Resources were very limited for the African American Heritage Trail in 2000, when the site for Nancy Michael was dedicated at the Memorial Wharf. A small plaque was placed there, marking the extraordinary story of a woman born into enslavement in Chilmark who later haunted the waterfront in Edgartown, blessing or cursing the sailors as they left on four-year whaling voyages. It was advisable to accept her blessing and donate because, according to her obituary, she would publicly rejoice if a vessel went down captained by one who had defied her powers. Jarrett took part in the dedication of that site, and he recalls how important that was to him. “I was so proud when we put that plaque there,” Campbell recalled. “It was incredible to me that an African American woman was important enough to have a plaque placed in her honor at the Memorial Wharf in Edgartown. I always made sure that I told all my friends about her, and if we were down at the wharf, I would walk over to her and pay my respects. When I saw the new sculpture of her at the site last year, I had goosebumps all over. It is so beautiful, and it feels like her life has been recognized and appreciated all over the Vineyard. She has been given a place of honor. We brought her out of darkness and into the light.”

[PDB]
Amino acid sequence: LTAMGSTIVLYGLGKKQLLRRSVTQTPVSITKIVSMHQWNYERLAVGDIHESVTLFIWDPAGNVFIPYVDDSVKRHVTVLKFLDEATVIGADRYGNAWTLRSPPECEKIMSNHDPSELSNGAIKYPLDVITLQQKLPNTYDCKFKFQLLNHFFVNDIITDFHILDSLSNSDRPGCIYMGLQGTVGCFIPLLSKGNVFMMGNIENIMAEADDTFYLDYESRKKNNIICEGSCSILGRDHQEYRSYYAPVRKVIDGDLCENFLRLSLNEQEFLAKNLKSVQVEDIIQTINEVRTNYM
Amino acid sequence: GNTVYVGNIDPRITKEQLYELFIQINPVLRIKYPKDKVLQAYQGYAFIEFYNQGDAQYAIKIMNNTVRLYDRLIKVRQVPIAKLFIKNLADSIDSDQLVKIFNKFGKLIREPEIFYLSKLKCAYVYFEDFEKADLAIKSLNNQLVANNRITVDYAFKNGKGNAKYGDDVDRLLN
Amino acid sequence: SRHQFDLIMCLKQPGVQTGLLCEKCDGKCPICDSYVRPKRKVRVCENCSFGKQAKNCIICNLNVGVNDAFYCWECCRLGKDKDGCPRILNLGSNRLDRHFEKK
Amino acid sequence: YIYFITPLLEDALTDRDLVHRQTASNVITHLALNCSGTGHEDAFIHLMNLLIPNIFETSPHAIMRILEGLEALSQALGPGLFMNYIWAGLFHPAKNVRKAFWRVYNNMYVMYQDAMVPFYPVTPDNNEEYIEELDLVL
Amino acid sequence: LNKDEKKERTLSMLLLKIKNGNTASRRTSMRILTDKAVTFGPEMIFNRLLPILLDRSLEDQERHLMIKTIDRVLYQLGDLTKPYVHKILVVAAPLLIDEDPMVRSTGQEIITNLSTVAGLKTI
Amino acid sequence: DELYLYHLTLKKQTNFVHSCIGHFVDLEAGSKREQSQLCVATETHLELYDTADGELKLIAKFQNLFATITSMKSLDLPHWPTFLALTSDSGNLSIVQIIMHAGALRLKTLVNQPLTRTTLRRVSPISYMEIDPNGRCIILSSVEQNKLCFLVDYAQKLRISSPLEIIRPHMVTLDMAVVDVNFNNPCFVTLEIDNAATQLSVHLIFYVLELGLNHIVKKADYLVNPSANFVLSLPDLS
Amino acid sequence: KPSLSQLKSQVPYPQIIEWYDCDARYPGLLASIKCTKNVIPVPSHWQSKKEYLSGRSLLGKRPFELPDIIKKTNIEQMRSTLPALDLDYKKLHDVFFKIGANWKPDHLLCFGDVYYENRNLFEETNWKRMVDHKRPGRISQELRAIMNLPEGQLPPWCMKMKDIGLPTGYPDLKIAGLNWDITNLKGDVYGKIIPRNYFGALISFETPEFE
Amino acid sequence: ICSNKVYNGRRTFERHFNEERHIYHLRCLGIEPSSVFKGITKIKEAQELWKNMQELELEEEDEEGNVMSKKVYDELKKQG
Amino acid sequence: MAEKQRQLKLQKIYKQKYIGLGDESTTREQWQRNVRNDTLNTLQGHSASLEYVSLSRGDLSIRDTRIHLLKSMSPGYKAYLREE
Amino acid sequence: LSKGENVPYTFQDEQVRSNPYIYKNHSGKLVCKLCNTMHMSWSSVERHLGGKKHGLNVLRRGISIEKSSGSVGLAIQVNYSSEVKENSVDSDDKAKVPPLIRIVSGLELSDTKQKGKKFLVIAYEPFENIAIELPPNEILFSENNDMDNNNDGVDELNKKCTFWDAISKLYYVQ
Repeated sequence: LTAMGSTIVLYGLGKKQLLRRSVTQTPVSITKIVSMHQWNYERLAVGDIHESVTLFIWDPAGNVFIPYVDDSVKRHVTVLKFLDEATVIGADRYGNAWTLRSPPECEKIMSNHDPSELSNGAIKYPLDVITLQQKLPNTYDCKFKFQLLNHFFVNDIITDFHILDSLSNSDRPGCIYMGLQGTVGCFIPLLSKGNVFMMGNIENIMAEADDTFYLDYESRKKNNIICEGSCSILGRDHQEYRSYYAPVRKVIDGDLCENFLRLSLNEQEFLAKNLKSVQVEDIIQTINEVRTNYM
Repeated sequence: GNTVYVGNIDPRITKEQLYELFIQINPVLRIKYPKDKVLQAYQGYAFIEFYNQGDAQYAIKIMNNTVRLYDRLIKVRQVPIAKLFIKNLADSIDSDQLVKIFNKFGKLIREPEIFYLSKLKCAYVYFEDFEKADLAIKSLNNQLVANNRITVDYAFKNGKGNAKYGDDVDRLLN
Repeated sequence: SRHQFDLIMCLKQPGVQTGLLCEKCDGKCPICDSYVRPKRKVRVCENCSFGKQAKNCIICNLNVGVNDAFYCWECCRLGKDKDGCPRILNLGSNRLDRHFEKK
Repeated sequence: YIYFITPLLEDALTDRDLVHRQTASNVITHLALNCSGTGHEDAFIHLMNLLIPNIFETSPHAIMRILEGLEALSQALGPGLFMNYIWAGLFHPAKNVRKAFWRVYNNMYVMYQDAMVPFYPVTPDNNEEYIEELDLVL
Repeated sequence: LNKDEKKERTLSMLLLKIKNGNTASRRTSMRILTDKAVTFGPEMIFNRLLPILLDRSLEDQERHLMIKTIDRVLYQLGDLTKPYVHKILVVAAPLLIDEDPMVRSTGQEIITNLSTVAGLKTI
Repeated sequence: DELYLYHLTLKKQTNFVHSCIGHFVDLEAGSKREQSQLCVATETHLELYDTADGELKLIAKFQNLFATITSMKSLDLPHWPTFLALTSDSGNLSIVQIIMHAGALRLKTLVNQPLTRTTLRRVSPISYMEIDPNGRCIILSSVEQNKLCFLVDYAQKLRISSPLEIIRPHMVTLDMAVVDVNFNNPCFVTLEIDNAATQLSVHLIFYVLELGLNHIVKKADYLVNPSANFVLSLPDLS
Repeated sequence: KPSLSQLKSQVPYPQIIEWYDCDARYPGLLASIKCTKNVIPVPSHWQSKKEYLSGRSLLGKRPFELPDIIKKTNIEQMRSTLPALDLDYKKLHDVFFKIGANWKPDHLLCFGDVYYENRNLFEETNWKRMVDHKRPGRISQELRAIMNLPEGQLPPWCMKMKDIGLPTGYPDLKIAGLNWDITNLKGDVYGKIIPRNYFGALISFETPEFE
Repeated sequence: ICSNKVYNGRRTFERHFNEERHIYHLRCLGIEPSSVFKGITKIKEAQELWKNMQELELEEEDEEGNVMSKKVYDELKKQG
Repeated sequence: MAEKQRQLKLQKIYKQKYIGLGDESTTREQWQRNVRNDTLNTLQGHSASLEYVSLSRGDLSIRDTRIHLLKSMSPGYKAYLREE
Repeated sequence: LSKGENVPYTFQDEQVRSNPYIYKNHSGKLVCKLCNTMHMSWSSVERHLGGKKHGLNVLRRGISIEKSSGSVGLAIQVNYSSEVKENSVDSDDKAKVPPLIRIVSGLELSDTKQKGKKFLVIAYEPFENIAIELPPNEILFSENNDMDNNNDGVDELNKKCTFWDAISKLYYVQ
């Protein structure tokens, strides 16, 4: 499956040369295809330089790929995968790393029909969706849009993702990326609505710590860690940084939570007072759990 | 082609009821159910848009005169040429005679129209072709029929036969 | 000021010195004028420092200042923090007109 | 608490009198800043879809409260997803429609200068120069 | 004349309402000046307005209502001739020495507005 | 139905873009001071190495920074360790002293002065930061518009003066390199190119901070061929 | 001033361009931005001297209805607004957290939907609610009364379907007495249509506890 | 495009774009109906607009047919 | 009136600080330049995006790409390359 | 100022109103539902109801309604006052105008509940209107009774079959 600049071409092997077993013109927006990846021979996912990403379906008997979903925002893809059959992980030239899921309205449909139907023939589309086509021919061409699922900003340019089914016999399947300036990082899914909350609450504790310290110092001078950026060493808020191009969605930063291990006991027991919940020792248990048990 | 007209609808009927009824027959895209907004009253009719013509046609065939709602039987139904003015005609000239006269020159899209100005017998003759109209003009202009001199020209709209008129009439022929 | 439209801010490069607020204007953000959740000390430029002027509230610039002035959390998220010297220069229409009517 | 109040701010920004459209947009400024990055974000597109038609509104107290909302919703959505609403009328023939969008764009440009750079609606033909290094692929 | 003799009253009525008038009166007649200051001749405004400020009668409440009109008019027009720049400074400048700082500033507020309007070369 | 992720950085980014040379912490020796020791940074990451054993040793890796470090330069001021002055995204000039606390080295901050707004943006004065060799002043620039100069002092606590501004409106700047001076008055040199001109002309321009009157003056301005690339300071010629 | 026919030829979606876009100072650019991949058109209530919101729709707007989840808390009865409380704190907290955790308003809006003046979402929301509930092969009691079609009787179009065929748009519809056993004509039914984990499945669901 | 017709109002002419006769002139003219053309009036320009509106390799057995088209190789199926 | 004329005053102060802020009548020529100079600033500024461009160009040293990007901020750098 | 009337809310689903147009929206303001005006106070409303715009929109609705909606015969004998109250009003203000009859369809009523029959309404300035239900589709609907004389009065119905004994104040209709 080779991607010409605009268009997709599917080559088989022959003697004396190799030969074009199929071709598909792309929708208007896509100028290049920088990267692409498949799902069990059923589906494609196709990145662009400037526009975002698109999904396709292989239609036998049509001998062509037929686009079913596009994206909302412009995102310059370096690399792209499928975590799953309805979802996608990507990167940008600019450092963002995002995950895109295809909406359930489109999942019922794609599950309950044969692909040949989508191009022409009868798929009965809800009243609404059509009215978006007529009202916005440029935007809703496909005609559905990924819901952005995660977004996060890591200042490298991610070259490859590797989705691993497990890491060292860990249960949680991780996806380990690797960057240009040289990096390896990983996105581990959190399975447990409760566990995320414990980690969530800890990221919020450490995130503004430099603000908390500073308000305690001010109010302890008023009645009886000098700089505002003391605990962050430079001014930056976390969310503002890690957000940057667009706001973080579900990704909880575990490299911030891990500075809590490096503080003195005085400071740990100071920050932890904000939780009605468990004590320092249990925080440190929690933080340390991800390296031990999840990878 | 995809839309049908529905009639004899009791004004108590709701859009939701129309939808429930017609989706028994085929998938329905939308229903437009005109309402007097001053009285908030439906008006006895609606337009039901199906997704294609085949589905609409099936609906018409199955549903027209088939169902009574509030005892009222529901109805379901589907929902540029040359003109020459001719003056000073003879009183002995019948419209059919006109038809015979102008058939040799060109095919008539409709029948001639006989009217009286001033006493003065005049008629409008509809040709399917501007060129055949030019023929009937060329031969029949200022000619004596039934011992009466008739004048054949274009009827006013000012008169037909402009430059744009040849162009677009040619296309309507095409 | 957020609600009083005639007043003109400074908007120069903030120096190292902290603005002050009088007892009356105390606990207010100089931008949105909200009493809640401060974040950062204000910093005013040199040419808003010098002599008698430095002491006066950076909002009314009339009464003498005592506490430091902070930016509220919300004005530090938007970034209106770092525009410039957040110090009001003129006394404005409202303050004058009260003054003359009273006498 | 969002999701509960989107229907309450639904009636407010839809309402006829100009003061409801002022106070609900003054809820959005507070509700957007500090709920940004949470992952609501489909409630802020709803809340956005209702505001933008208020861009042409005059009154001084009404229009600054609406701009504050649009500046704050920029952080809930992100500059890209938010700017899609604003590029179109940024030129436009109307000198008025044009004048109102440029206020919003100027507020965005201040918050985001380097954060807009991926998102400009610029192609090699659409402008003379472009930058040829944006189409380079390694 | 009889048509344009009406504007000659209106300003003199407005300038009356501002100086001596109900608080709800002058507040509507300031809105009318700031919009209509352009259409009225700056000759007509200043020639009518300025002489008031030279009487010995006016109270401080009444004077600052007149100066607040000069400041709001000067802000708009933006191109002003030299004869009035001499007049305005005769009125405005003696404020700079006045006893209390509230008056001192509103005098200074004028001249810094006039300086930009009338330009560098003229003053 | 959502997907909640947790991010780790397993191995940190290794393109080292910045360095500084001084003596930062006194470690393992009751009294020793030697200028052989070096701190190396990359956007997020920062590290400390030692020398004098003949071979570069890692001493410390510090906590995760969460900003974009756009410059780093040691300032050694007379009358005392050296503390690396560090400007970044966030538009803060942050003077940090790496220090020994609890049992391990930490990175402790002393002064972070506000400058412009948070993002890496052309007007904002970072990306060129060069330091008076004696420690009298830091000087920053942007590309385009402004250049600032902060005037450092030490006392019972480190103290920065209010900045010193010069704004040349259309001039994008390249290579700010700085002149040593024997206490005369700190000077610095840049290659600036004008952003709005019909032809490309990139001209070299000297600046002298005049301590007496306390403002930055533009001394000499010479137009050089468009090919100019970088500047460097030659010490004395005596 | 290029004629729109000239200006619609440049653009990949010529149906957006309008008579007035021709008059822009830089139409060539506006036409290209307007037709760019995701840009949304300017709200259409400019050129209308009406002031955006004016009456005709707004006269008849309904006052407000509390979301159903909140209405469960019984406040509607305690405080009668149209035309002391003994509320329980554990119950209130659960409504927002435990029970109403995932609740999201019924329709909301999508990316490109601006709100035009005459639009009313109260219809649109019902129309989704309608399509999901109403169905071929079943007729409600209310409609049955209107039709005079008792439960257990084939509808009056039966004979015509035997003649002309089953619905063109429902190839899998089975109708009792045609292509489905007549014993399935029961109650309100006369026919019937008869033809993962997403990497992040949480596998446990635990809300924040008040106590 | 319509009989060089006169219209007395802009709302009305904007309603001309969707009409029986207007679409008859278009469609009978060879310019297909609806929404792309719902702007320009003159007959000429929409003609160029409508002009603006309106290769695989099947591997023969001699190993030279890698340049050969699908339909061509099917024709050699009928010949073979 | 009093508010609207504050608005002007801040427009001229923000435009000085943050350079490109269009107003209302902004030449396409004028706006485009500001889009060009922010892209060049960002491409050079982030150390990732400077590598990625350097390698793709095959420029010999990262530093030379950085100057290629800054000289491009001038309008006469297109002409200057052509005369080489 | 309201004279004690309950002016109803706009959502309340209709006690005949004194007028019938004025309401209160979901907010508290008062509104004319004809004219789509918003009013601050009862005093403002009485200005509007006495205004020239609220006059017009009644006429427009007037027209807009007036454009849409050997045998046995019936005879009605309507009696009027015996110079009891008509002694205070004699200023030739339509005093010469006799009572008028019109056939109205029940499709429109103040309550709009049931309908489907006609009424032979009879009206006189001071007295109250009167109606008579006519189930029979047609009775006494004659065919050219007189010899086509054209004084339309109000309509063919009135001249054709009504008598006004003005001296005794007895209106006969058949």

Campbell reflected on all that has been achieved by the African American Heritage Trail organization. “I have been watching it grow over the years, and see how it has become part of the Vineyard’s life, and that makes me so proud,” he said. “I feel like the story of people of color has become accepted and included, and that is very important to me. I want my children to grow up feeling that their legacy is an honored part of this place. I take my son, Logan, to Memorial Wharf, and show him the sculpture of Nancy Michael. I want him to grow up knowing about her. It’s amazing to think that what we dug up and brought into the light is now a permanent part of the Vineyard’s history.”

The trail will continue to grow and shine a light on the stories and contributions of people of African descent on Martha’s Vineyard. On July 26, a new site dedicated to Robert and Shirley Graves was unveiled at the Barn, Bowl & Bistro, where their business, Graves Machine & Tool Co., once was. Shirley Graves was the treasurer of the local chapter of the NAACP for many years, and Robert Graves operated a business on the Vineyard for 27 years. Several generations of the Graves family still reside here, and Robert and Shirley’s great-grandchildren led the dedication ceremony.

“The trail is a real community project,” Campbell said. “It tells the stories of the people who worked hard to find a place for themselves and their families on the Vineyard. I feel part of that tradition. I bought a house here, and I am the first person in my family since my great-grandmother to do that. I am part of a great story, and I have a legacy to pass on to my children: that sense of pride and belonging.”

Elaine Cawley Weintraub is an educator, mentor, and the cofounder of the African American Heritage Trail of Martha’s Vineyard.